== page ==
In French Southeast Asia, historian Jennifer Yee and Vietnamese literature scholar Lily V. Chiu have revealed that the pseudo-ethnographic “type” postcards in Indochina perpetuated the practice of stereotyping and exoticizing Vietnamese women, using meticulous Orientalist codes of representation. Yee suggests, for instance, that captions such as “Jeune Fille Annamite” (Young Annamite Girl) reiterated the sheer myth of the Other as belonging to a recognizable type that could be labeled and classified. As such, women became “objects to be collected.”
The writer Leïla Sebbar and historian Christelle Taraud have also showed that postcards featuring Arab women similarly employed pseudo-ethnic labels such as “Kabyles,” “Berbère,” and “Mauresque,” regardless of their actual ethnic origins. These labels were often accompanied by recurring captions such as “scenes and types,” which directed the women’s poses and orchestrated the scenes according to an established iconographic code that relied on essentialist racialized typification.
In both parts of the Empire, the arrangement of objects and decor in the mise-en-scène worked to reduce the woman to a feigned anthropological specificity and position her as an ethnographic representative of the colonized society under the control of the colonizer. At the same time, these were not simply intended to convey a realistic portrayal of life in the colonies. Instead, they aimed to mark the disjuncture with “European” lifestyles by emphasizing the racial boundaries between European societies and the colonies.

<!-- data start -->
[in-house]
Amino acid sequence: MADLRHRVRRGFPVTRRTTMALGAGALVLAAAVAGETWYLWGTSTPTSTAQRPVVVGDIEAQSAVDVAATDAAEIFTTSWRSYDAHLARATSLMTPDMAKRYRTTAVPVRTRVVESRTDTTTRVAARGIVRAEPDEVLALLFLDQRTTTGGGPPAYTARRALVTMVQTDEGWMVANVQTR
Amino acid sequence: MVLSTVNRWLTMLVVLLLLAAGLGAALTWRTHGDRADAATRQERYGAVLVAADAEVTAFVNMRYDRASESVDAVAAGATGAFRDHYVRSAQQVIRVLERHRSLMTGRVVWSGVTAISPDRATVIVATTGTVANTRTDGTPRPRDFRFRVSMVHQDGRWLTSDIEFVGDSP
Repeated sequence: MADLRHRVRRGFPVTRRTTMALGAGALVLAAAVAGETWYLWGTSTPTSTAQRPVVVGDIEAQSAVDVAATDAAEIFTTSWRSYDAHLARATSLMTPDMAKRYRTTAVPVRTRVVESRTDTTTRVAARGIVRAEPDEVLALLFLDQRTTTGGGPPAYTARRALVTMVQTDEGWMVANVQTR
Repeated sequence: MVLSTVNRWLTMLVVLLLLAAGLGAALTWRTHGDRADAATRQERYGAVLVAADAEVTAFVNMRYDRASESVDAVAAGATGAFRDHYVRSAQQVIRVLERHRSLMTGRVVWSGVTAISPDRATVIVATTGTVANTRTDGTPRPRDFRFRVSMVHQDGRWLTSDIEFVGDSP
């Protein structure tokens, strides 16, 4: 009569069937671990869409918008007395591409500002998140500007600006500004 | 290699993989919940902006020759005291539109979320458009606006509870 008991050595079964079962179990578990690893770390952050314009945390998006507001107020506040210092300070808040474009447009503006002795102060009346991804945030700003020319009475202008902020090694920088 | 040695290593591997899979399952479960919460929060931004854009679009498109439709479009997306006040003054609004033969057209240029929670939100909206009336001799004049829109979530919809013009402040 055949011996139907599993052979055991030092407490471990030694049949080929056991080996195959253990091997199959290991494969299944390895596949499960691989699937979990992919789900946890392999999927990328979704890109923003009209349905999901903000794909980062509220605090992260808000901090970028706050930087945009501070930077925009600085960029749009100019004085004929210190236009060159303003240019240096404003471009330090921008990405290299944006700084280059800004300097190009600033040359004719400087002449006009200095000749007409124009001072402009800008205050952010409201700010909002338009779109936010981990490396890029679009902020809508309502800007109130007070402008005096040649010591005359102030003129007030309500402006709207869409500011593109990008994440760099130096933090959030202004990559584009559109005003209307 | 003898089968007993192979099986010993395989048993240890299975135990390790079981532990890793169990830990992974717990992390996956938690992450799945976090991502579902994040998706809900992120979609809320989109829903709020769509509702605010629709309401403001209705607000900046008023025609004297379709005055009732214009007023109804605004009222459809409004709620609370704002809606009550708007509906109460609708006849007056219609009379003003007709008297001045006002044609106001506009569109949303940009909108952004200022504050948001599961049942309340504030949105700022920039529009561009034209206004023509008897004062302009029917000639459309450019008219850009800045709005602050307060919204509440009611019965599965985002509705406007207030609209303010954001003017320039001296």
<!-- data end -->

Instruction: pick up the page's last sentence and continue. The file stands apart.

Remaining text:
Instead of studying them separately, a joint examination of colonial postcards produced in Algeria, Morocco, and Vietnam during the late 19th and early 20th centuries can significantly enhance our understanding of Orientalist imagery and France’s purview of colonial subjects. Rather than interpreting each aspect of the postcard as part of a global and homogenized colonial gaze across the Empire, a trans-imperial perspective reveals subtleties and distinctions that existed in the image and accompanying captions.
Turning our attention to the clothing exhibited in these postcards will provide a point of analysis to investigate the variations and complexities in the constructed representations of the indigenous female body, from the Maghreb to Vietnam. The second part of the article will also examine the textual components of the picture postcards, which encompassed not only a photograph and caption but frequently a handwritten message from the sender, a feature often overlooked by scholars. Exploring the interplay between the image and text will provide insight into the broader context of colonial postcard practices and the diverse imperialist discourses conveyed through these postcards about indigenous women.
Alloula, Malek. The Colonial Harem. Minneapolis: University of Minnesota Press, 1985.
Chiu, Lily Veronica. “Alter/Native: Imagining and Performing the Native Woman in Francophone and Vietnamese Literature.” Ph.D. diss., University of Michigan, 2004.
Prochaska, David. “The Archive of Algérie imaginaire.” In History and Anthropology 4, no. 2 (1990): 373-420.
Said, Edward. Orientalism. New York: Pantheons Books, 1979.
Sebbar, Leïla and Christelle Taraud. Femmes D’Afrique Du Nord Cartes Postales, 1885-1930. Saint-Pourçain-sur-Sioule: Bleu autour, 2010.
Yee, Jennifer, and Lily Veronica Chiu. “Camille’s Breasts: The Evolution of the Fantasy Native in Régis Wargnier’s Indochine.” In France and “Indochina”: Cultural Representations. Lanham: Lexington Books, 2005.
Yee, Jennifer. “Recycling the ‘Colonial Harem’? Women in Postcards from French Indochina,” French Cultural Studies 15, no. 1 (2004): 5-19.
Yee, Jennifer. Clichés De La Femme Exotique Un Regard Sur La littérature Coloniale Française Entre 1871-1914. Paris: L’Harmattan, 2000.
Cover image: Jean Geiser, Jeune Mauresque, postcard, 1910s (Studio Delcampe: Algers, Algeria).